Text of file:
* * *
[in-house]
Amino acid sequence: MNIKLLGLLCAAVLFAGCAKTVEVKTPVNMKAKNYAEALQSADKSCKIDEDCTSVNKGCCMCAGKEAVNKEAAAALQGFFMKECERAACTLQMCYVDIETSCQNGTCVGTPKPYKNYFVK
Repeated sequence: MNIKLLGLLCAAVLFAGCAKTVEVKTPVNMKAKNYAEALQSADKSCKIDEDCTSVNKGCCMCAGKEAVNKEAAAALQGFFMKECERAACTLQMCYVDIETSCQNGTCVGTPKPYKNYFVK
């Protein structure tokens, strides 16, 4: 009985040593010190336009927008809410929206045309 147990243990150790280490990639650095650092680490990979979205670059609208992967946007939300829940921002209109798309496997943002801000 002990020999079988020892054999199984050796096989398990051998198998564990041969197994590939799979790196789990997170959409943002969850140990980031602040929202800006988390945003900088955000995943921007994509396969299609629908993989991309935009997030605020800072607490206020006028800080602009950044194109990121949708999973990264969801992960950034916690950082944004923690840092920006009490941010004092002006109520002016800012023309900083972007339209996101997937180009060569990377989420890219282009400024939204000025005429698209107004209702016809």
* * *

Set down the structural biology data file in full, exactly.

[in-house]
Amino acid sequence: MNIKLLGLLCAAVLFAGCAKTVEVKTPVNMKAKNYAEALQSADKSCKIDEDCTSVNKGCCMCAGKEAVNKEAAAALQGFFMKECERAACTLQMCYVDIETSCQNGTCVGTPKPYKNYFVK
Repeated sequence: MNIKLLGLLCAAVLFAGCAKTVEVKTPVNMKAKNYAEALQSADKSCKIDEDCTSVNKGCCMCAGKEAVNKEAAAALQGFFMKECERAACTLQMCYVDIETSCQNGTCVGTPKPYKNYFVK
């Protein structure tokens, strides 16, 4: 009985040593010190336009927008809410929206045309 147990243990150790280490990639650095650092680490990979979205670059609208992967946007939300829940921002209109798309496997943002801000 002990020999079988020892054999199984050796096989398990051998198998564990041969197994590939799979790196789990997170959409943002969850140990980031602040929202800006988390945003900088955000995943921007994509396969299609629908993989991309935009997030605020800072607490206020006028800080602009950044194109990121949708999973990264969801992960950034916690950082944004923690840092920006009490941010004092002006109520002016800012023309900083972007339209996101997937180009060569990377989420890219282009400024939204000025005429698209107004209702016809």